• Carry a lot of business cards because they are exchanged frequently. Place them in a card case, not your pocket, to show respect, and, if possible, have them printed in English and Spanish if coming from a non-Spanish speaking country
  • Conversation should always remain friendly and enable both parties to maintain face. Direct confrontation should be avoided, especially in groups.
  • Use titles and other formalities until invited to address someone by first name. Note that even though Costa Ricans use the formal form of “you” (usted), it does not demonstrate formality as it is used even with close family and friends.
  • Direct eye contact is important especially in serious conversations.
  • Handshaking, especially between men, is used frequently, when arriving and when leaving each time you meet.
  • Fidgeting with hands and feet or putting your feet on furniture is considered distracting and impolite.
  • When making an appointment, confirm it one week before, two days before and the day of.

Non-Verbal Dynamics

Eye contact and formal posture (no hands in pockets) are important because they send a message about respect for oneself and others. Gestures are common in everyday conversation. To ask someone to come to you, palm faces down and all four fingers motion toward the palm. The rudest gesture is the thumb between the index and middle finger, and should be avoided

When entering a meeting, party or other group of people it is important to shake hands with each person. Close friends and colleagues shake hands followed by a kiss or air kiss to the right cheek. If women are not acquainted, they may shake hands in business or may pat each other on the arm. Hugs are generally reserved for close family and friends. People who are well-aquainted may touch on the arm while in conversation.

Space between individuals is relatively close. It is considered rude to pull back from someone, because it may be perceived that you find it offensive to be near them. Most living spaces are small and may include extended family. Costa Ricans are also generally comfortable with being close in public.

Business Practices

PROBLEM SOLVING Difficult to identify problems directly as no one wants to raise problematic issues directly. Problems are addressed as group issues. Building consensus is important.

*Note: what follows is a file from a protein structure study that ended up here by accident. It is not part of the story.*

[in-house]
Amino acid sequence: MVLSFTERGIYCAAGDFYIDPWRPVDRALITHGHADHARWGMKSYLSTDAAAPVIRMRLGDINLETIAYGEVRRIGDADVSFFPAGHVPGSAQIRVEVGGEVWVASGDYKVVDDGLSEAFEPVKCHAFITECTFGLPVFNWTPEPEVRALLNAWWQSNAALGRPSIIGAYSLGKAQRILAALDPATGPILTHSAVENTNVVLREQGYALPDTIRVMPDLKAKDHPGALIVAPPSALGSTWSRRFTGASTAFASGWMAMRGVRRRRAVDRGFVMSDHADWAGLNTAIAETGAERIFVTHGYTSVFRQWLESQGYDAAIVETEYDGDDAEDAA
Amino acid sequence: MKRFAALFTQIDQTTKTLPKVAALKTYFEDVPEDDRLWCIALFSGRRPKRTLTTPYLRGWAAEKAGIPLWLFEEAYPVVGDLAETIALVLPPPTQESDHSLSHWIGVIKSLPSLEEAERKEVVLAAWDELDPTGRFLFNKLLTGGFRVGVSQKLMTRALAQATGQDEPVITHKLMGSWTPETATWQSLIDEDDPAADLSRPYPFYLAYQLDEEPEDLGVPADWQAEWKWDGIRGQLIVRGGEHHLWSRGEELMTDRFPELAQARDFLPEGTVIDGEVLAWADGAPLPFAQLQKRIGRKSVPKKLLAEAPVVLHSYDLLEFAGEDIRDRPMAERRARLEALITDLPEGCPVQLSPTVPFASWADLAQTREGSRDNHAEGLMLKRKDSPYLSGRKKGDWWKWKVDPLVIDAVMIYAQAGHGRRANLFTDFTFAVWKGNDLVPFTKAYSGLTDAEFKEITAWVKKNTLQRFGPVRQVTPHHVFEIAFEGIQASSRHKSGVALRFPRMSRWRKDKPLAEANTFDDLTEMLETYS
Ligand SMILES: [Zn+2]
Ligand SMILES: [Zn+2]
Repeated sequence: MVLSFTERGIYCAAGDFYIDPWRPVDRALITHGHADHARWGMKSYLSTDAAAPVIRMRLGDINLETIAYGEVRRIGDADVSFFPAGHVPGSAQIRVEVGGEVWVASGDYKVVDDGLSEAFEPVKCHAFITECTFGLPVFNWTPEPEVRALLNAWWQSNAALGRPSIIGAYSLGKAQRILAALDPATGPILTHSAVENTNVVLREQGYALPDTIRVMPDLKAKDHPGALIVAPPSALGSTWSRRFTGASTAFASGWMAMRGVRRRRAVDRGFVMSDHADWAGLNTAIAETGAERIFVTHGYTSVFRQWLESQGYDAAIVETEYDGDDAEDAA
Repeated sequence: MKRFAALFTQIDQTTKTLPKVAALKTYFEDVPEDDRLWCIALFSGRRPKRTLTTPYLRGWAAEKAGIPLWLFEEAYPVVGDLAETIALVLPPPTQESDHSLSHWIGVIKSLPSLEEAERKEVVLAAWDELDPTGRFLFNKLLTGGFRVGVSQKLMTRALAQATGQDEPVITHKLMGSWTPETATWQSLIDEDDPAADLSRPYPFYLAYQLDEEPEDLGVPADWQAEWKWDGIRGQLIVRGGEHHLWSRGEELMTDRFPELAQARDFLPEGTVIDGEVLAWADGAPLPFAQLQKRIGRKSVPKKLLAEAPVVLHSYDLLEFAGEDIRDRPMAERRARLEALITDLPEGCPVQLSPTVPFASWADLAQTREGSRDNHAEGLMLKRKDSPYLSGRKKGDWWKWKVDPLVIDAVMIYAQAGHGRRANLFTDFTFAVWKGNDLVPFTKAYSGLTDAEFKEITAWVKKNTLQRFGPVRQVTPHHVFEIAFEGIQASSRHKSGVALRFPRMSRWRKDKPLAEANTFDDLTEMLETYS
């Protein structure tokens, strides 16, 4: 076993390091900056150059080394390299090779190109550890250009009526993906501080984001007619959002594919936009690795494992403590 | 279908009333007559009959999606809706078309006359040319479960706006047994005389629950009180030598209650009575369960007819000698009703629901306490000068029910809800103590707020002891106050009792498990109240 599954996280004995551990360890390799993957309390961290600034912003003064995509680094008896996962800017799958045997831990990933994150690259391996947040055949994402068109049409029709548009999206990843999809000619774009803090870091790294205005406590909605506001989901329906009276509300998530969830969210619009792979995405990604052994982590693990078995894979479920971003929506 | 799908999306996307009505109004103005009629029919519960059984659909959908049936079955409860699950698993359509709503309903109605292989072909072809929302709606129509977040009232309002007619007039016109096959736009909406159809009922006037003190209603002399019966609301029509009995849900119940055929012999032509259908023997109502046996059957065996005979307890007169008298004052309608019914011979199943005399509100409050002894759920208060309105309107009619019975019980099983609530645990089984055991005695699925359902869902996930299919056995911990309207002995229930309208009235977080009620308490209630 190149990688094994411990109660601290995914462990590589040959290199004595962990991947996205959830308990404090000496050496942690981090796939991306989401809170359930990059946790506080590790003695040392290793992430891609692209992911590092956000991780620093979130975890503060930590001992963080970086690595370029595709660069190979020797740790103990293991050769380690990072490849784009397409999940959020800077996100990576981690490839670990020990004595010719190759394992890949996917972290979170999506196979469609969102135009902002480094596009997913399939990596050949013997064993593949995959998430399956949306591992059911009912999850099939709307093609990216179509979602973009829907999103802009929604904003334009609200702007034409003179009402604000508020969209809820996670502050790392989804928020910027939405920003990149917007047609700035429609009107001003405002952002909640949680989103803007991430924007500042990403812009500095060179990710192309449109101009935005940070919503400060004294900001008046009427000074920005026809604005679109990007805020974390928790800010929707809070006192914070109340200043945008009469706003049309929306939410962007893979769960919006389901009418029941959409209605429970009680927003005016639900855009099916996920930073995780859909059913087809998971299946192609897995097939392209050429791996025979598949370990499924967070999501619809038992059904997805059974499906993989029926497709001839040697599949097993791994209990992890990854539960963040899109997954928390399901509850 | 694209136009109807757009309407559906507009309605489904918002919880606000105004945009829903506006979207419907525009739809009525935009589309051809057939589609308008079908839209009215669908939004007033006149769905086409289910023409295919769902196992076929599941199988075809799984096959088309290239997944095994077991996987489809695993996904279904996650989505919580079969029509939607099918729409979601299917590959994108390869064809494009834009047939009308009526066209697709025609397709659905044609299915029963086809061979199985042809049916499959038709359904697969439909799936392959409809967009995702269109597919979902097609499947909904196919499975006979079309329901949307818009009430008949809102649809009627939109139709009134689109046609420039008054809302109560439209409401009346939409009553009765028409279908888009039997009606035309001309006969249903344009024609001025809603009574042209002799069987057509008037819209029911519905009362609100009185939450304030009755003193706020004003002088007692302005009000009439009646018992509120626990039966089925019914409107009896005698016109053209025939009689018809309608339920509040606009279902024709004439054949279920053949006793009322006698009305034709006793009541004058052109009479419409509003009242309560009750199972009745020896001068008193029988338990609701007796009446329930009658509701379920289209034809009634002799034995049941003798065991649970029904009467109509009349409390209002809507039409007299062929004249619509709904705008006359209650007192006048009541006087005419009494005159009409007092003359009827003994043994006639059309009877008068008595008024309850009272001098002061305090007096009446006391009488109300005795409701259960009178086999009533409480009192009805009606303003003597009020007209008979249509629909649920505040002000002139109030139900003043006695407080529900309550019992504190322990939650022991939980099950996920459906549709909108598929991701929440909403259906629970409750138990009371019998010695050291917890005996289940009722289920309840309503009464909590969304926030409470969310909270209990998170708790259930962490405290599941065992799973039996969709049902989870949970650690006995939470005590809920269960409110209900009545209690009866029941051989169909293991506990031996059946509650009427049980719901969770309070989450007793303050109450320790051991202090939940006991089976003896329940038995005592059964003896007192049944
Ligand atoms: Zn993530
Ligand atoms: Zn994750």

MOTIVATING PEOPLE Pleasant, friendly work environment and feeling like a valued part of the team. Also, financial rewards, increased status and loyalty from employer. Feeling that one’s voice is being heard.
APPRAISING PERFORMANCE Based on job performance, but also takes into account ability to fit into the team.
PERFORMANCE EXPECTATIONS Respectful of company and other employees. Follow-through on given tasks and harmoniously working with the team. Quality and maintaining good relationships may be put ahead of meeting deadlines.
NEGOTIATING, PERSUADING Relationships are important and knowing the right people and taking time to establish connections may help get things done. Negotiation can take time, and a direct approach may not be the most effective. Impatience can be viewed as weakness and lacking an investment in the long-term business relationship.
DECISION MAKING PROCESS Consensus of the group is important in decision-making. A leader may announce the final decision after all opinions are heard.
PARTICIPATION IN MEETINGS Small talk is important before getting down to business. People may not be as prepared for meetings as expected due to other priorities. Meetings may start late, but guests are expected to be on time. Decisions may not be reached if all involved are not present.
Hierarchy is respected and acknowledged, but everyone is welcome and expected to have input. Leaders may be a bit paternalistic and show deep interest in their employee’s lives.
HIRING Hiring is based on qualifications, but with a heavy emphasis on connections, who the applicant knows and the relationship to others inside or outside of the organization. Dismissal must take into account the impact on the company’s reputation and group morale.
CUSTOMER RELATIONS Development of long-term relationships. Relationships may be more important than price of the product. Expect to socialize as part of business.